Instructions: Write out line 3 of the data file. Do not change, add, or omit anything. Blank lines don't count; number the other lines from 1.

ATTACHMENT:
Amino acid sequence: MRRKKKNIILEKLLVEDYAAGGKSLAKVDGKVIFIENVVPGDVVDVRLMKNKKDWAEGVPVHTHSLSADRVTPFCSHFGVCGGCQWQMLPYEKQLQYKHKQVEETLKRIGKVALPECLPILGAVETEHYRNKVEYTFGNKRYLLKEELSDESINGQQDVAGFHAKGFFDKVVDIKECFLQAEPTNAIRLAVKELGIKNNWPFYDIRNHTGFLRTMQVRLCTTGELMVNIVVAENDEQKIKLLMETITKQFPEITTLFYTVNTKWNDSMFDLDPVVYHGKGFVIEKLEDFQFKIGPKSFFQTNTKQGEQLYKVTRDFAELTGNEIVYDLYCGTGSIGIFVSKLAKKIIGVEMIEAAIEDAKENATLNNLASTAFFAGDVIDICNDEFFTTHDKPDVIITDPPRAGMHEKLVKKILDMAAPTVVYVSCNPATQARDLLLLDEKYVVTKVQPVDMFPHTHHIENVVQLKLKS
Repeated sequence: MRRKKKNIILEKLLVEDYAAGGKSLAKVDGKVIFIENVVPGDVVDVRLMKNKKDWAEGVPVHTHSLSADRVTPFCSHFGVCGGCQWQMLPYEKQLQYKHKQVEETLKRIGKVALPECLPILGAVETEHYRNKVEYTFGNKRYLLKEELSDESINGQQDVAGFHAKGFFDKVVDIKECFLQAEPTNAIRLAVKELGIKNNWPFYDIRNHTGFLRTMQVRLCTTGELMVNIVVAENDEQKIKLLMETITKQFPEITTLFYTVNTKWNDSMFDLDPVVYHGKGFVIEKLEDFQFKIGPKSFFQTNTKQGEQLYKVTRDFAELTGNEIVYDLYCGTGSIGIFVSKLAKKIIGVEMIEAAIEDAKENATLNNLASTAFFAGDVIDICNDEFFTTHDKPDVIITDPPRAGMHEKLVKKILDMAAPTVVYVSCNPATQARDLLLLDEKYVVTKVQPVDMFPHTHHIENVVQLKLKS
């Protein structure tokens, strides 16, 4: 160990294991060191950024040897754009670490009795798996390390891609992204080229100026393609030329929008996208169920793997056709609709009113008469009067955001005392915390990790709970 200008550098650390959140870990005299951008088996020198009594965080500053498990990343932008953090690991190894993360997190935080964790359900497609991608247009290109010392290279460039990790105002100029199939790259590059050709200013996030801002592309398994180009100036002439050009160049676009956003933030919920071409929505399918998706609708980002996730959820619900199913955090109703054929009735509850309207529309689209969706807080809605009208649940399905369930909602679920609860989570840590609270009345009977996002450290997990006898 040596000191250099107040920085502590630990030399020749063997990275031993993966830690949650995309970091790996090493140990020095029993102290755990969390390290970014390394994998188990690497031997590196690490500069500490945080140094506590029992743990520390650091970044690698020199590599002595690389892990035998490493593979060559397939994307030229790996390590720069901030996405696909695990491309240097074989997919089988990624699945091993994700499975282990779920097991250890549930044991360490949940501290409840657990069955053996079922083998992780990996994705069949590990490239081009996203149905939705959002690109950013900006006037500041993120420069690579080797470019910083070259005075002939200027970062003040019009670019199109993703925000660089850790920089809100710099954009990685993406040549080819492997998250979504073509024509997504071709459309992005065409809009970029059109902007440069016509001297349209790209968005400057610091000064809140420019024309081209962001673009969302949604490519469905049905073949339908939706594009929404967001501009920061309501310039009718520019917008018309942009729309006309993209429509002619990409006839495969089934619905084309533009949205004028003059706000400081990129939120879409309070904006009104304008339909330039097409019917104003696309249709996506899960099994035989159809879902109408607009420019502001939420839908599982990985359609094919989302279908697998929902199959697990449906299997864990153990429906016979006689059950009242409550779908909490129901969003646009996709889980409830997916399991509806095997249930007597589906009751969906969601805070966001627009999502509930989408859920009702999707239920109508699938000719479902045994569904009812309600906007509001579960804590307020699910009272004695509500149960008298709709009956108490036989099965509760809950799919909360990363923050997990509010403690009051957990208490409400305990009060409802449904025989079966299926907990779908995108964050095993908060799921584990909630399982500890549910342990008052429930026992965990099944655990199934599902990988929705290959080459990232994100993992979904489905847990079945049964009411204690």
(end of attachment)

């Protein structure tokens, strides 16, 4: 160990294991060191950024040897754009670490009795798996390390891609992204080229100026393609030329929008996208169920793997056709609709009113008469009067955001005392915390990790709970 200008550098650390959140870990005299951008088996020198009594965080500053498990990343932008953090690991190894993360997190935080964790359900497609991608247009290109010392290279460039990790105002100029199939790259590059050709200013996030801002592309398994180009100036002439050009160049676009956003933030919920071409929505399918998706609708980002996730959820619900199913955090109703054929009735509850309207529309689209969706807080809605009208649940399905369930909602679920609860989570840590609270009345009977996002450290997990006898 040596000191250099107040920085502590630990030399020749063997990275031993993966830690949650995309970091790996090493140990020095029993102290755990969390390290970014390394994998188990690497031997590196690490500069500490945080140094506590029992743990520390650091970044690698020199590599002595690389892990035998490493593979060559397939994307030229790996390590720069901030996405696909695990491309240097074989997919089988990624699945091993994700499975282990779920097991250890549930044991360490949940501290409840657990069955053996079922083998992780990996994705069949590990490239081009996203149905939705959002690109950013900006006037500041993120420069690579080797470019910083070259005075002939200027970062003040019009670019199109993703925000660089850790920089809100710099954009990685993406040549080819492997998250979504073509024509997504071709459309992005065409809009970029059109902007440069016509001297349209790209968005400057610091000064809140420019024309081209962001673009969302949604490519469905049905073949339908939706594009929404967001501009920061309501310039009718520019917008018309942009729309006309993209429509002619990409006839495969089934619905084309533009949205004028003059706000400081990129939120879409309070904006009104304008339909330039097409019917104003696309249709996506899960099994035989159809879902109408607009420019502001939420839908599982990985359609094919989302279908697998929902199959697990449906299997864990153990429906016979006689059950009242409550779908909490129901969003646009996709889980409830997916399991509806095997249930007597589906009751969906969601805070966001627009999502509930989408859920009702999707239920109508699938000719479902045994569904009812309600906007509001579960804590307020699910009272004695509500149960008298709709009956108490036989099965509760809950799919909360990363923050997990509010403690009051957990208490409400305990009060409802449904025989079966299926907990779908995108964050095993908060799921584990909630399982500890549910342990008052429930026992965990099944655990199934599902990988929705290959080459990232994100993992979904489905847990079945049964009411204690």